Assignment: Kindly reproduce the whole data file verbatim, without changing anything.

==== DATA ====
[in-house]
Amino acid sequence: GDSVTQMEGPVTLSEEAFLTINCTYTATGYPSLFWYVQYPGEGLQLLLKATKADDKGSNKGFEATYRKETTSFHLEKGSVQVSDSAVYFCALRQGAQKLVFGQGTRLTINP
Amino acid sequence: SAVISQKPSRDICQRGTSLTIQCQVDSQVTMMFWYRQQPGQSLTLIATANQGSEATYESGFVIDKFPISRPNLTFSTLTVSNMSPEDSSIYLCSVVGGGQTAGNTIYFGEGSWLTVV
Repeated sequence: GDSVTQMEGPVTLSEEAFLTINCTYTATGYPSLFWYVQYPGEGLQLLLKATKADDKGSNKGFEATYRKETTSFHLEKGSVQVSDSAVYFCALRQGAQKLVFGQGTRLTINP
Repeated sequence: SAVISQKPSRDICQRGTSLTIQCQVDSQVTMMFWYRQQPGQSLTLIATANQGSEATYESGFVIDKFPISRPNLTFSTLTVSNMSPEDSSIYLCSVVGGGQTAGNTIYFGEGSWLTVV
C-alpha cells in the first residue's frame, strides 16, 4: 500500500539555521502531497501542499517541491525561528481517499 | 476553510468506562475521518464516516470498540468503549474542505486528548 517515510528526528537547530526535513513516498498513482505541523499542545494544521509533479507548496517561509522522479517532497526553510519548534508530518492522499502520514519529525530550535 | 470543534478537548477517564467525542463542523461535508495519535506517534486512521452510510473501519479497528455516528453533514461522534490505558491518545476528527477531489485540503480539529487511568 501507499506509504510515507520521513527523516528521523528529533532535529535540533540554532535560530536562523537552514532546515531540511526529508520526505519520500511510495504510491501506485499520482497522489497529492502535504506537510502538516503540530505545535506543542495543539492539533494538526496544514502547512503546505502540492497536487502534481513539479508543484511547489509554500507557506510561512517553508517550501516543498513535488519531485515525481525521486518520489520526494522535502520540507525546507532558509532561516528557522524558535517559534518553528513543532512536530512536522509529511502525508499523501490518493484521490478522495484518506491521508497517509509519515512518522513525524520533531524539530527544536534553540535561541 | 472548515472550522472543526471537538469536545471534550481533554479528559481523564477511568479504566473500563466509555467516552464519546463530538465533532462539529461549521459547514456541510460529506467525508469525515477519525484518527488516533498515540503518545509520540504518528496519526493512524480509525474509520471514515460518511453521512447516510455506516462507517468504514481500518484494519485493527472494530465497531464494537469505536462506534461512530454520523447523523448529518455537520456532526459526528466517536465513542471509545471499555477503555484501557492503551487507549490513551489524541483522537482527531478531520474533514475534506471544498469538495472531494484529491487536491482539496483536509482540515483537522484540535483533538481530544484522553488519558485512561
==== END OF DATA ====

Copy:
[in-house]
Amino acid sequence: GDSVTQMEGPVTLSEEAFLTINCTYTATGYPSLFWYVQYPGEGLQLLLKATKADDKGSNKGFEATYRKETTSFHLEKGSVQVSDSAVYFCALRQGAQKLVFGQGTRLTINP
Amino acid sequence: SAVISQKPSRDICQRGTSLTIQCQVDSQVTMMFWYRQQPGQSLTLIATANQGSEATYESGFVIDKFPISRPNLTFSTLTVSNMSPEDSSIYLCSVVGGGQTAGNTIYFGEGSWLTVV
Repeated sequence: GDSVTQMEGPVTLSEEAFLTINCTYTATGYPSLFWYVQYPGEGLQLLLKATKADDKGSNKGFEATYRKETTSFHLEKGSVQVSDSAVYFCALRQGAQKLVFGQGTRLTINP
Repeated sequence: SAVISQKPSRDICQRGTSLTIQCQVDSQVTMMFWYRQQPGQSLTLIATANQGSEATYESGFVIDKFPISRPNLTFSTLTVSNMSPEDSSIYLCSVVGGGQTAGNTIYFGEGSWLTVV
C-alpha cells in the first residue's frame, strides 16, 4: 500500500539555521502531497501542499517541491525561528481517499 | 476553510468506562475521518464516516470498540468503549474542505486528548 517515510528526528537547530526535513513516498498513482505541523499542545494544521509533479507548496517561509522522479517532497526553510519548534508530518492522499502520514519529525530550535 | 470543534478537548477517564467525542463542523461535508495519535506517534486512521452510510473501519479497528455516528453533514461522534490505558491518545476528527477531489485540503480539529487511568 501507499506509504510515507520521513527523516528521523528529533532535529535540533540554532535560530536562523537552514532546515531540511526529508520526505519520500511510495504510491501506485499520482497522489497529492502535504506537510502538516503540530505545535506543542495543539492539533494538526496544514502547512503546505502540492497536487502534481513539479508543484511547489509554500507557506510561512517553508517550501516543498513535488519531485515525481525521486518520489520526494522535502520540507525546507532558509532561516528557522524558535517559534518553528513543532512536530512536522509529511502525508499523501490518493484521490478522495484518506491521508497517509509519515512518522513525524520533531524539530527544536534553540535561541 | 472548515472550522472543526471537538469536545471534550481533554479528559481523564477511568479504566473500563466509555467516552464519546463530538465533532462539529461549521459547514456541510460529506467525508469525515477519525484518527488516533498515540503518545509520540504518528496519526493512524480509525474509520471514515460518511453521512447516510455506516462507517468504514481500518484494519485493527472494530465497531464494537469505536462506534461512530454520523447523523448529518455537520456532526459526528466517536465513542471509545471499555477503555484501557492503551487507549490513551489524541483522537482527531478531520474533514475534506471544498469538495472531494484529491487536491482539496483536509482540515483537522484540535483533538481530544484522553488519558485512561